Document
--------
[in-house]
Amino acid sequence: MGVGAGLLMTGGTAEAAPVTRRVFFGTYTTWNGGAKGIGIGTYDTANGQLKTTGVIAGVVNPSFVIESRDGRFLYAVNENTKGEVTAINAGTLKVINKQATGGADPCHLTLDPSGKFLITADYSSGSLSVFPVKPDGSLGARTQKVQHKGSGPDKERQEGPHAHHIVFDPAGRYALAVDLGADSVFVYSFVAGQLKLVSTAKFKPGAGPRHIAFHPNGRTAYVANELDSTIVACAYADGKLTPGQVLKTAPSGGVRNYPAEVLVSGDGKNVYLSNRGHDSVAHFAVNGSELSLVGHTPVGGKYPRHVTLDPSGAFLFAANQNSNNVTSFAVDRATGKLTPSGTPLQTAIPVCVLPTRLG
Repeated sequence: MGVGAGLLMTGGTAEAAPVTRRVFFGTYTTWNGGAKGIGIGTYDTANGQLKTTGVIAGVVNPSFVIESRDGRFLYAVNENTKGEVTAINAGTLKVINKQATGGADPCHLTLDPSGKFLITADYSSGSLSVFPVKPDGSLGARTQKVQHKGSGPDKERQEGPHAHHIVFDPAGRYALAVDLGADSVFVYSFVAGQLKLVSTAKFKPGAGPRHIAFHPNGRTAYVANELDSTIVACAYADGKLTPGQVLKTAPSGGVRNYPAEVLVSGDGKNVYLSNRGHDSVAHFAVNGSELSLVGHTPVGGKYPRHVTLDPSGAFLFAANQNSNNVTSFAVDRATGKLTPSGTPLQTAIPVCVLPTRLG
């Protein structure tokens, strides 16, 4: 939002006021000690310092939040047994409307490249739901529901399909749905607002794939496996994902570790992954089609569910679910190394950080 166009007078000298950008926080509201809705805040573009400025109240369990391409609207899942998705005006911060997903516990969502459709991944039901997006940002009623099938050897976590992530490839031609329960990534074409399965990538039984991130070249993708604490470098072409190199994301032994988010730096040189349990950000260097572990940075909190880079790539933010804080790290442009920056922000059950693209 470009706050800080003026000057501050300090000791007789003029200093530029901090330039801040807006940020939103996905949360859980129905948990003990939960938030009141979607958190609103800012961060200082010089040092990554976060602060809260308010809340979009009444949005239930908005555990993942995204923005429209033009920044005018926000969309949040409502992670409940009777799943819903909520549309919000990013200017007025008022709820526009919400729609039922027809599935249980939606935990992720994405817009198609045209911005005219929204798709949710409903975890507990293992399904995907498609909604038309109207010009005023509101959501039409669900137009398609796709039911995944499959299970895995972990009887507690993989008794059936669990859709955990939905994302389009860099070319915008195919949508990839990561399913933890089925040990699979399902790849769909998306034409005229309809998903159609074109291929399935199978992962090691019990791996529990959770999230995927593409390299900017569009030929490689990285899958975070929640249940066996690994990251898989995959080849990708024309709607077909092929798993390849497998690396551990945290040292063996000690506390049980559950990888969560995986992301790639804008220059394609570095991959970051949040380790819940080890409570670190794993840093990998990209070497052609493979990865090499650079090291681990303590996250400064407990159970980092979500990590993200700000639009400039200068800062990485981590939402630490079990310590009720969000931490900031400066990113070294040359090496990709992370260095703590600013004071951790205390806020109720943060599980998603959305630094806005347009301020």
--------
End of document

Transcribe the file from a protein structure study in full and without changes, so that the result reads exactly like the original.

[in-house]
Amino acid sequence: MGVGAGLLMTGGTAEAAPVTRRVFFGTYTTWNGGAKGIGIGTYDTANGQLKTTGVIAGVVNPSFVIESRDGRFLYAVNENTKGEVTAINAGTLKVINKQATGGADPCHLTLDPSGKFLITADYSSGSLSVFPVKPDGSLGARTQKVQHKGSGPDKERQEGPHAHHIVFDPAGRYALAVDLGADSVFVYSFVAGQLKLVSTAKFKPGAGPRHIAFHPNGRTAYVANELDSTIVACAYADGKLTPGQVLKTAPSGGVRNYPAEVLVSGDGKNVYLSNRGHDSVAHFAVNGSELSLVGHTPVGGKYPRHVTLDPSGAFLFAANQNSNNVTSFAVDRATGKLTPSGTPLQTAIPVCVLPTRLG
Repeated sequence: MGVGAGLLMTGGTAEAAPVTRRVFFGTYTTWNGGAKGIGIGTYDTANGQLKTTGVIAGVVNPSFVIESRDGRFLYAVNENTKGEVTAINAGTLKVINKQATGGADPCHLTLDPSGKFLITADYSSGSLSVFPVKPDGSLGARTQKVQHKGSGPDKERQEGPHAHHIVFDPAGRYALAVDLGADSVFVYSFVAGQLKLVSTAKFKPGAGPRHIAFHPNGRTAYVANELDSTIVACAYADGKLTPGQVLKTAPSGGVRNYPAEVLVSGDGKNVYLSNRGHDSVAHFAVNGSELSLVGHTPVGGKYPRHVTLDPSGAFLFAANQNSNNVTSFAVDRATGKLTPSGTPLQTAIPVCVLPTRLG
């Protein structure tokens, strides 16, 4: 939002006021000690310092939040047994409307490249739901529901399909749905607002794939496996994902570790992954089609569910679910190394950080 166009007078000298950008926080509201809705805040573009400025109240369990391409609207899942998705005006911060997903516990969502459709991944039901997006940002009623099938050897976590992530490839031609329960990534074409399965990538039984991130070249993708604490470098072409190199994301032994988010730096040189349990950000260097572990940075909190880079790539933010804080790290442009920056922000059950693209 470009706050800080003026000057501050300090000791007789003029200093530029901090330039801040807006940020939103996905949360859980129905948990003990939960938030009141979607958190609103800012961060200082010089040092990554976060602060809260308010809340979009009444949005239930908005555990993942995204923005429209033009920044005018926000969309949040409502992670409940009777799943819903909520549309919000990013200017007025008022709820526009919400729609039922027809599935249980939606935990992720994405817009198609045209911005005219929204798709949710409903975890507990293992399904995907498609909604038309109207010009005023509101959501039409669900137009398609796709039911995944499959299970895995972990009887507690993989008794059936669990859709955990939905994302389009860099070319915008195919949508990839990561399913933890089925040990699979399902790849769909998306034409005229309809998903159609074109291929399935199978992962090691019990791996529990959770999230995927593409390299900017569009030929490689990285899958975070929640249940066996690994990251898989995959080849990708024309709607077909092929798993390849497998690396551990945290040292063996000690506390049980559950990888969560995986992301790639804008220059394609570095991959970051949040380790819940080890409570670190794993840093990998990209070497052609493979990865090499650079090291681990303590996250400064407990159970980092979500990590993200700000639009400039200068800062990485981590939402630490079990310590009720969000931490900031400066990113070294040359090496990709992370260095703590600013004071951790205390806020109720943060599980998603959305630094806005347009301020």